For brands seeking to achieve the right balance—continuing to advertise on trusted news but avoiding advertising on misinformation—NewsGuard provides tiered inclusion and exclusion lists designed to offer brands their desired level of safety. For example, brands seeking to advertise only on highly credible news can target ads to NewsGuard’s Maximum Safety Inclusion List, which only includes nonpartisan news outlets with high trust scores and no failures on any of NewsGuard’s most important criteria. Brands seeking to conduct a broader ad buy while still avoiding misinformation can apply NewsGuard’s exclusion lists to avoid highly partisan news sources, sources that report irresponsibly, and those that spread false claims and conspiracy theories.


2. Watch out for impersonations of credible media by bad actors weaponizing AI

In past elections, political organizations and others have exploited Americans’ trust in local news to create “pink slime” websites—which impersonate credible local news outlets to publish partisan misinformation. In the U.S., there are now almost as many “pink slime” sites—sites posing as independent news sites, such as local news sites, but that are secretly funded by partisan interests—as there are remaining daily newspapers.

The advent of generative AI has supercharged this problem, making it possible for bad actors to masquerade as credible media outlets faster and more cheaply than ever. Already, NewsGuard has identified more than 1,000 of these “pink slime” websites, many of which use AI to produce their content, and our team is tracking the sharp growth of Unreliable AI-generated News sites in our AI Misinformation Tracking Center. These include dozens of websites that use AI to rewrite content from mainstream news outlets without credit, violating copyright policies and making it difficult for news consumers to ascertain trustworthy journalism from AI-created content.

To address this problem, brands and agency teams need deeper vetting of the publishers they monetize, including research of the kind NewsGuard analysts do on whether the publisher attributes its stories to real journalists and reveals who is in charge of editorial content. This requires an added layer of human judgment beyond the protections offered by legacy verification providers, which well-disguised misinformation sites often evade.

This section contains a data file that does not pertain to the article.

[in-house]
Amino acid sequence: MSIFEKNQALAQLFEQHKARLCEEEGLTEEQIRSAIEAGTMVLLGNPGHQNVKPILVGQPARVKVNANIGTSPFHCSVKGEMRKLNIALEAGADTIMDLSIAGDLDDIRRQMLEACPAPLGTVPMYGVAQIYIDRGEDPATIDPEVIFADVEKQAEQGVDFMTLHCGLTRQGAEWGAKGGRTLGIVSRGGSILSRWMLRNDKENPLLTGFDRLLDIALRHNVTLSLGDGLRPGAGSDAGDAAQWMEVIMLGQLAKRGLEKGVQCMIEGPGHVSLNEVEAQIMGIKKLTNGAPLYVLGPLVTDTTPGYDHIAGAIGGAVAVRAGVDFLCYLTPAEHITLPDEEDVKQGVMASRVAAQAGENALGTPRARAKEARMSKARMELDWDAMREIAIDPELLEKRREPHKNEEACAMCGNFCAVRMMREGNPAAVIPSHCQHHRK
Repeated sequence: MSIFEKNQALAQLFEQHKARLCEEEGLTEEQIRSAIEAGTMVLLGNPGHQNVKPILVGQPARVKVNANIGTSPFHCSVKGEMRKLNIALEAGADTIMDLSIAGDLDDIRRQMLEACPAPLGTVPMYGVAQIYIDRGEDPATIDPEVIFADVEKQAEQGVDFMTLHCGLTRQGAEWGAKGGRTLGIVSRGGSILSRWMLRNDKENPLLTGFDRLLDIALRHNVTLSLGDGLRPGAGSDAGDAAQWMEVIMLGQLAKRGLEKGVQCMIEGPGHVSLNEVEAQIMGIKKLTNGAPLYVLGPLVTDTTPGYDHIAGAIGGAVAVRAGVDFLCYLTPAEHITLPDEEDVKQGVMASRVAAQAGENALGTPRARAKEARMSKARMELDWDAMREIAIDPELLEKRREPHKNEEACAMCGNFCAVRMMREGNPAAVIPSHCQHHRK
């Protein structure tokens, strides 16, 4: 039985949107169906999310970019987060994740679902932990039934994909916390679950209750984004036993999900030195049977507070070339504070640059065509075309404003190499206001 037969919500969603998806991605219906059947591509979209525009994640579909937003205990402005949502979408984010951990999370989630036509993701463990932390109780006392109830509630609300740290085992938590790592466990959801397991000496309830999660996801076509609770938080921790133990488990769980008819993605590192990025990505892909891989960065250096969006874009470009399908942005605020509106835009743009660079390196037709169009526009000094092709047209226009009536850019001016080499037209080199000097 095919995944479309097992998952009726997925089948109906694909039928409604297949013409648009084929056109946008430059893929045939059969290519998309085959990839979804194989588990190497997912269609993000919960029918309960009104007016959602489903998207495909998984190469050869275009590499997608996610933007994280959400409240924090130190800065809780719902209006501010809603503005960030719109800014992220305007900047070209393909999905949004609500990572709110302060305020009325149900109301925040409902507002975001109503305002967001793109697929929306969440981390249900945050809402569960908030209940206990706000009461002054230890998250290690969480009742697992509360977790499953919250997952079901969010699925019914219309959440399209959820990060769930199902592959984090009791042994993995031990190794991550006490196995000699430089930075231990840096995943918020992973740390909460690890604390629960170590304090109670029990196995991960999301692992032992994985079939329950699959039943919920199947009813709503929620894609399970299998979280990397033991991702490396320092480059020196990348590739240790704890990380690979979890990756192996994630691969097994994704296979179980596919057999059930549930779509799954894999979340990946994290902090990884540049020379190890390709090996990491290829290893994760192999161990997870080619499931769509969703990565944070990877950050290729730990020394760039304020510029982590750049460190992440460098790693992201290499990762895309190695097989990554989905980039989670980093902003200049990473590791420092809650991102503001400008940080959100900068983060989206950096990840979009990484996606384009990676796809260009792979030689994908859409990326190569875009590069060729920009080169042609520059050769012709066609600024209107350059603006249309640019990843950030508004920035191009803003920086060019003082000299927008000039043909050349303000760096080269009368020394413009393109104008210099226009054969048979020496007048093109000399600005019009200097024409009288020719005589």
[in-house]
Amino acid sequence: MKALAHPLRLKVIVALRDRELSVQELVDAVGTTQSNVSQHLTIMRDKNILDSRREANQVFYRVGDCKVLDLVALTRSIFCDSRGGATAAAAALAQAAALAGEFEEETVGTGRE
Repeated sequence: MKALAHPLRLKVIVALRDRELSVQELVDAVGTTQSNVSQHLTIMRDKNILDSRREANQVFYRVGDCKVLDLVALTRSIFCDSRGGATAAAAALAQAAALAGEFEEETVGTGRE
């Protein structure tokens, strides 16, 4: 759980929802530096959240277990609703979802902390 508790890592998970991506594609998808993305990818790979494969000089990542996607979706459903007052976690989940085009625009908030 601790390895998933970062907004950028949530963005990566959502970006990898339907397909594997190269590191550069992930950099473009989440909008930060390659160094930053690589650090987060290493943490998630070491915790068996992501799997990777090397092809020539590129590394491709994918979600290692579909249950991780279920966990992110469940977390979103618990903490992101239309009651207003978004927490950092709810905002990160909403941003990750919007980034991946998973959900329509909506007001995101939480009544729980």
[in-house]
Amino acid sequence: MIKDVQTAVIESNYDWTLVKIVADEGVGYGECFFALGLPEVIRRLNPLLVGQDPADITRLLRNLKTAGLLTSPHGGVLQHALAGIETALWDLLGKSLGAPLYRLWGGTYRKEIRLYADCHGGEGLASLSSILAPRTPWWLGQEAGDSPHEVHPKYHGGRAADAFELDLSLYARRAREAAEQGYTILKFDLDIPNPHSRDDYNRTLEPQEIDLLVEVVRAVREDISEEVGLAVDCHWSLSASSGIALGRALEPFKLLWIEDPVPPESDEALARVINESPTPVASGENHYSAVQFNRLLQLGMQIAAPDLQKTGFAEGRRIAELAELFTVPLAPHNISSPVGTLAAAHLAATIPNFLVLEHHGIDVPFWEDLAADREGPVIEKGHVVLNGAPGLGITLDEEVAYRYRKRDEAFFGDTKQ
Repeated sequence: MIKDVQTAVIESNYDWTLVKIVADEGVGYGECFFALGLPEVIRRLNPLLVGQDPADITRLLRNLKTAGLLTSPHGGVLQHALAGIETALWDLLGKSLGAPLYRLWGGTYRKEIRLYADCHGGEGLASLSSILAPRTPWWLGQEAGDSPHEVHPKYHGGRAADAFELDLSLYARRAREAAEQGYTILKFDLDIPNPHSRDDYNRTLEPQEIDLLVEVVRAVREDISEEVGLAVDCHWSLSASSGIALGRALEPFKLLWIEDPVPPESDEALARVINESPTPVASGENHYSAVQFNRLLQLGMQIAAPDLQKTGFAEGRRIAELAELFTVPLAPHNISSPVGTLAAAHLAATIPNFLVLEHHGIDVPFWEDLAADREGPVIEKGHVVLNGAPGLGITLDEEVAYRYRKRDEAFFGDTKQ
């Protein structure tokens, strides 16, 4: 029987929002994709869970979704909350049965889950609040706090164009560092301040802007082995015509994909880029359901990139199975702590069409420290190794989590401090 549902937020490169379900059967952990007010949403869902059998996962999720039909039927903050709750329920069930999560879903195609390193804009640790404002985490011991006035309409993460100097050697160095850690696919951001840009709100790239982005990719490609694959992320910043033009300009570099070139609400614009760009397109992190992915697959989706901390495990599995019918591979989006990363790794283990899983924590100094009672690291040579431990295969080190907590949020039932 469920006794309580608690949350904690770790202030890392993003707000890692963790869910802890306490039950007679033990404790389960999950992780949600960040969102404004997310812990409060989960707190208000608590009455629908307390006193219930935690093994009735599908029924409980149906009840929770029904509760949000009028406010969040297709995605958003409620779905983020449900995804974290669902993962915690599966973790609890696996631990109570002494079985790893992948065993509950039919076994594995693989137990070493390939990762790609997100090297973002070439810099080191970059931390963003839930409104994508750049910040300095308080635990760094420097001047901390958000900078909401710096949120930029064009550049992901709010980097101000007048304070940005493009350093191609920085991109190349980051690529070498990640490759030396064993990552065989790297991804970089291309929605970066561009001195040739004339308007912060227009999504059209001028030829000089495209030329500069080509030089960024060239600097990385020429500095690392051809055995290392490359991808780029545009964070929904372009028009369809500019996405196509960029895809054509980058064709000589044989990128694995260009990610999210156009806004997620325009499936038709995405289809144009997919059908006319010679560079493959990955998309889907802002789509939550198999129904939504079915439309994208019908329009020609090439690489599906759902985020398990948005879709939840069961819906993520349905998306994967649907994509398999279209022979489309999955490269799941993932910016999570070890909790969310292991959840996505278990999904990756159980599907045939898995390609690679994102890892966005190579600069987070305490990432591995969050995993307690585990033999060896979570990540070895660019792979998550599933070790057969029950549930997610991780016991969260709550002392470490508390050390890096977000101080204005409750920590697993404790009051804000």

Licensing NewsGuard’s transparent, humanly generated, and constantly updated ratings and catalog of false narratives can help advertisers, agencies, and ad-tech companies mitigate the risks of inadvertently monetizing quality news site look-a-likes that actually contain factually incorrect and potentially harmful misinformation.


3. Keep abreast of emerging misinformation claims and false narratives that could adversely affect your brand

The accelerating news and social media cycle means that unfounded claims and harmful false narratives that implicate individual brands can run rampant if brands don’t take steps to monitor and mitigate them.

Media monitoring and audience intelligence services powered by NewsGuard’s services like Pulsar and Meltwater can help brand teams understand consumer sentiment and conversation around their brand. Platforms like Microsoft make NewsGuard ratings available to news consumers. Companies can license NewsGuard’s ratings as a news-literacy tool for their employees.

NewsGuard’s proprietary catalog of machine-readable Misinformation Fingerprints also provides constantly updated data for PR, communications, and agency professionals to gain a comprehensive understanding of the news and information landscape, and tailor crisis responses accordingly.

If you’re interested in hearing more from our team on this topic, sign up for our Dec. 13 webinar: Elections, Misinformation, and Brand Safety: Considerations for Brands and Advertisers in 2024

To learn about accessing NewsGuard’s Misinformation Fingerprints data, misinformation risk briefings for brand reputation teams, and access to NewsGuard’s Reliability Ratings, contact us at